Tag Archives: thriller

The Bluebell Informant – Chapter Twenty

If you’re not up to speed on The Bluebell Informant so far, the previous chapters can be found here. Failing that, The Bluebell Informant is now available for free through Amazon.comiBooksKoboNookand Smashwords.

Chapter Twenty

Barker leapt several feet backwards when the front door burst open. Before he had a chance to recover, Giles barrelled her way back into the front room, leading a curvy, young woman in by the scruff of her neck. Barker recognised the woman from somewhere, but it took him a moment or two to work out why. It was only as Giles shoved her roughly into the chair that he recognised the daughter of the former Prime Minister.

‘Alison Carew?’

Giles ignored him, pulling Alison back in the seat so that she was sat upright. Her friend didn’t struggle, her eyes were fixed squarely on Barker.

‘Giles,’ the politician barked. ‘What the hell is going on?’

‘Shut up,’ Giles muttered as she retreated back away from Alison with the gun still pointed squarely at her chest.

‘Eve, please,’ Alison protested, her eyes never leaving Barker. ‘I don’t know what’s going on…’

‘I said shut up, Ali.’

Alison had never been a particularly strong personality. She had been very forthright when it came to her father’s politics, but otherwise she was perfectly happy to sit in the background and be unnoticed. That was why Giles liked her – she could always rely on her to be quiet and non-judgmental.

But, now that she looked at her, Alison Carew seemed to be little more than a shadow of the woman she had been before. The normally sweet and caring woman was a wretched mass of spite and bile, all of which was directed across the room at the politician. Then, as the seriousness of her situation began to dawn on her, Alison’s eyes moved slowly towards the gun in Giles’ hands and all pretence of anger and hatred was dropped as she descended, clasping her hands tightly in each other’s grip as she became little more than a quivering wreck. She wrapped herself up tightly into a ball, her face screwed up as tears swelled down her cheeks and her breath struggled to escape her lungs. Every time she dared to open her eyes, they would swing back to the gun barrel and she instantly cowered up against the back of the chair, gripping tightly to the wooden frame as though it might offer some protection.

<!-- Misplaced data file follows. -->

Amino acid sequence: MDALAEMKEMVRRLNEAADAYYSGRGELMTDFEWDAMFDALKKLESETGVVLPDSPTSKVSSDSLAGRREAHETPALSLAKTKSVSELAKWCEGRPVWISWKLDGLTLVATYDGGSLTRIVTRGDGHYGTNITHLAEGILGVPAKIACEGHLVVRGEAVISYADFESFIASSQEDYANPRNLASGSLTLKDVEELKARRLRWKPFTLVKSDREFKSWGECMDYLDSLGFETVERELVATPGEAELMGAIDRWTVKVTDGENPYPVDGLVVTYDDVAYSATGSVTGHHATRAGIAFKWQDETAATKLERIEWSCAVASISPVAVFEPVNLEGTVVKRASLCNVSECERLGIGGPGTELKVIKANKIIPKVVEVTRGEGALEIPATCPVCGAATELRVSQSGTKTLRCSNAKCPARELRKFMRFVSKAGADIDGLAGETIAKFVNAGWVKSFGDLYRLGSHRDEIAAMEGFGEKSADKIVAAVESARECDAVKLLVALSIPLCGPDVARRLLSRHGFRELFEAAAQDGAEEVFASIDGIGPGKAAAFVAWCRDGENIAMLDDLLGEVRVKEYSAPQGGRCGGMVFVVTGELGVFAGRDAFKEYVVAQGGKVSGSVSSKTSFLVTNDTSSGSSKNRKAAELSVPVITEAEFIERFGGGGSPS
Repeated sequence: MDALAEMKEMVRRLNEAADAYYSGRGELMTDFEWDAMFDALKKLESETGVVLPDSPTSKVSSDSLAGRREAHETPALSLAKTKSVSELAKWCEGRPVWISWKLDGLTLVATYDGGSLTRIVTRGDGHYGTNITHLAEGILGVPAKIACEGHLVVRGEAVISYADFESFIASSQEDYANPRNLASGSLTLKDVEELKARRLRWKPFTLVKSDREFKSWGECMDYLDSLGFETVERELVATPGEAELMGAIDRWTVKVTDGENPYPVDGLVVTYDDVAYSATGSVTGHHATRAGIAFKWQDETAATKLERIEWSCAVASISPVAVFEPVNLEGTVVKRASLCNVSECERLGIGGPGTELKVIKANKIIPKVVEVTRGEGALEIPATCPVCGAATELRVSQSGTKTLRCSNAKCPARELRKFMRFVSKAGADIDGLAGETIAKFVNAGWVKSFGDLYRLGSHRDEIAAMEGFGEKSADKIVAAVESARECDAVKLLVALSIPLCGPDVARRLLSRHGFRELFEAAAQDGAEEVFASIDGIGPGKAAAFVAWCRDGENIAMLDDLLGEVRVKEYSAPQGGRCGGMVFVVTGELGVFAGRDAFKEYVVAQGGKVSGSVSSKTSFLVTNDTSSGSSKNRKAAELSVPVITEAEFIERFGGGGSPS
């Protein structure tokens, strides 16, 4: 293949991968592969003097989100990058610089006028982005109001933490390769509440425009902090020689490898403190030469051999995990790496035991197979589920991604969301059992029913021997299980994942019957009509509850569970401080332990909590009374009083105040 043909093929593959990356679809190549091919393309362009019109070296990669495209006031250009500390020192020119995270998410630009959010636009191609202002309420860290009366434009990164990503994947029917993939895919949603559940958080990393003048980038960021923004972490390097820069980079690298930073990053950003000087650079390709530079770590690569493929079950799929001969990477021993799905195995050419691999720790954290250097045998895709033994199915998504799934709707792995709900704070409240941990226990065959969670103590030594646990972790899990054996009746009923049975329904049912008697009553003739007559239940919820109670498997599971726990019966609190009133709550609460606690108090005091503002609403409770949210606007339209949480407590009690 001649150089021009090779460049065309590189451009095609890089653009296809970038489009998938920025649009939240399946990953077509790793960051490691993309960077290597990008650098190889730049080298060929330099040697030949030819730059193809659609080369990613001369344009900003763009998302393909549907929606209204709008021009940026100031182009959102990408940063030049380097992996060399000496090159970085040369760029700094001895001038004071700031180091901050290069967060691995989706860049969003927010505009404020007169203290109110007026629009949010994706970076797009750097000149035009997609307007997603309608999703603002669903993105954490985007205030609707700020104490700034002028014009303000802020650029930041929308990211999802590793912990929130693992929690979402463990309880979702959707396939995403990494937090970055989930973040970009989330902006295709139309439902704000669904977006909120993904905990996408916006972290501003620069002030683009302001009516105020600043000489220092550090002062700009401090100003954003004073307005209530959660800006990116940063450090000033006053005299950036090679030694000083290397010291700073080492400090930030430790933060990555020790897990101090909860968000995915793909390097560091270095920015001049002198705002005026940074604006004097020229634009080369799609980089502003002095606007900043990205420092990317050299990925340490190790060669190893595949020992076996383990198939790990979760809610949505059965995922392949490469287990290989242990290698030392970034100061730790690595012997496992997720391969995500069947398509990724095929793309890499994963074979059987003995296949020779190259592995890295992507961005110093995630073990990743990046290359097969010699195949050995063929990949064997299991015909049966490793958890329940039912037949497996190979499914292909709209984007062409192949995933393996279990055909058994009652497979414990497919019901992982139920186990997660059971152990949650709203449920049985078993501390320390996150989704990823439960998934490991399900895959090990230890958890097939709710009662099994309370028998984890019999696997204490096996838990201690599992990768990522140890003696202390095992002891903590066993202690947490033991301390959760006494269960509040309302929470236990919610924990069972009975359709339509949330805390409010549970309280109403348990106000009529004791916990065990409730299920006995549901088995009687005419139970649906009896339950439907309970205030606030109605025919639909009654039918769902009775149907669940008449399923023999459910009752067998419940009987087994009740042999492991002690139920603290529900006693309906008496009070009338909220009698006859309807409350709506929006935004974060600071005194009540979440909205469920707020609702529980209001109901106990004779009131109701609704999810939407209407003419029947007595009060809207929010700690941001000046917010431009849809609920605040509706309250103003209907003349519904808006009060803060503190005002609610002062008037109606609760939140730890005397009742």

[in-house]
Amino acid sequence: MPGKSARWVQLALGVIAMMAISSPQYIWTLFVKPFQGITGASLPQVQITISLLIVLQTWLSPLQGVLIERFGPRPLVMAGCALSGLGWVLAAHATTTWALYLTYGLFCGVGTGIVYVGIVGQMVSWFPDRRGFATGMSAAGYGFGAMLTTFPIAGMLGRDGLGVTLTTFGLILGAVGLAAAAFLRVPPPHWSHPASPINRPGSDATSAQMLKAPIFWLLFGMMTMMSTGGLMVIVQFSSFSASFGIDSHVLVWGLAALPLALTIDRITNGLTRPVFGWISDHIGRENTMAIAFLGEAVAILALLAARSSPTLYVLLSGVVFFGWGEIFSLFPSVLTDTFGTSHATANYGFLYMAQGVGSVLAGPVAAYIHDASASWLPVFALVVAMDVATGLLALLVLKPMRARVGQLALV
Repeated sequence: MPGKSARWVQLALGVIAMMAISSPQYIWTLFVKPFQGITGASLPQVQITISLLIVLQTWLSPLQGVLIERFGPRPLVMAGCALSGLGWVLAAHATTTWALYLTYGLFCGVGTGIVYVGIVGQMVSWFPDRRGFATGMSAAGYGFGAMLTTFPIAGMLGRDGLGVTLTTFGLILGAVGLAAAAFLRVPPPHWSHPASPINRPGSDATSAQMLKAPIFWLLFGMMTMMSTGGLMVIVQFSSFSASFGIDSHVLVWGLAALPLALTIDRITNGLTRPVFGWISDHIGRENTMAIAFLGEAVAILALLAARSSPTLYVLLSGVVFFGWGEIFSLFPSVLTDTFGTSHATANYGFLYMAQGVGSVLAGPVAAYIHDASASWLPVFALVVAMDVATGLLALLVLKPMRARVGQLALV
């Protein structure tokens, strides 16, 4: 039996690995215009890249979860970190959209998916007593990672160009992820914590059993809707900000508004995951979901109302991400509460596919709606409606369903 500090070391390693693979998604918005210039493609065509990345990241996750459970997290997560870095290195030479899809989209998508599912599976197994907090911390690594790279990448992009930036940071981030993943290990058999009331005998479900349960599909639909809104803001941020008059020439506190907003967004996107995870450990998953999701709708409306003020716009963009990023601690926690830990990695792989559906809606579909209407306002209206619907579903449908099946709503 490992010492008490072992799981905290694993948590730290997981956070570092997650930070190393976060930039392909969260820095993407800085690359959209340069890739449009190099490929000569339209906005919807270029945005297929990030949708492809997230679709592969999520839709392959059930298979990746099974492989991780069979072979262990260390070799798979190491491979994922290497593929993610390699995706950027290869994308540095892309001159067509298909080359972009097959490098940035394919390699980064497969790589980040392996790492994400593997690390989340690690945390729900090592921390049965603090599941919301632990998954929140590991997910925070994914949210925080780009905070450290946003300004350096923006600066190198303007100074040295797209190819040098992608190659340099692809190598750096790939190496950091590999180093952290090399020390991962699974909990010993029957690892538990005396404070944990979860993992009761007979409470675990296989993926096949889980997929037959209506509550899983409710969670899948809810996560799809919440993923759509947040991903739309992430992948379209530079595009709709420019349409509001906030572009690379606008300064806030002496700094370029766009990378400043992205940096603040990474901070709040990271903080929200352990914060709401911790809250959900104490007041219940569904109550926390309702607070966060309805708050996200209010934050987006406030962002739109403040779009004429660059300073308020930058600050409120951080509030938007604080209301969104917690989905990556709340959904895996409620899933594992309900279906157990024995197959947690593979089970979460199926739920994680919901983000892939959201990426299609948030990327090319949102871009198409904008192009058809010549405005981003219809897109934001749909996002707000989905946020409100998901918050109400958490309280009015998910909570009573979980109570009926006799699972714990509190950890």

Barker, in comparison, looked on with absolute stillness. Even when Giles gestured for him to take a seat on the sofa, he remained standing behind her, peering at Alison like through the bars of some zoo enclosure. To say that he was interested would be a step to far, but there was a definite look of glee in his face as his eyes flitted between the gun and Alison – a look that almost completely obscured the dawning terror that he was beginning to experience.

As the commotion died down, Giles slowly lowered the gun, placing it on the mantelpiece behind her before stepping forward. Producing a handkerchief, she gently dabbed at Alison’s face, wiping away the tears until her friend could finally open her eyes and stare into Giles’ face.

‘Eve…’ she whispered with a voice quivering in terror. ‘What is happening? Why are you doing this?’

Giles finished wiping away the tears before setting the handkerchief down on the floor. She smiled at Alison, gently rubbing her hand against her friend’s knee.

‘Ali, I’m going to ask you some questions,’ she said softly. ‘And I need you to answer them for me – it’s important.’

‘Why don’t you just ask me?’ Alison quivered. ‘Why did you need to bring a gun with you?’

Giles breathed out a slow sigh.

‘Because I need you to understand how much trouble you are in. But if you co-operate with me, I can help you, do you understand?’

‘Co-operate?’ Alison’s face began to screw up with tears once again. ‘Co-operate with what?’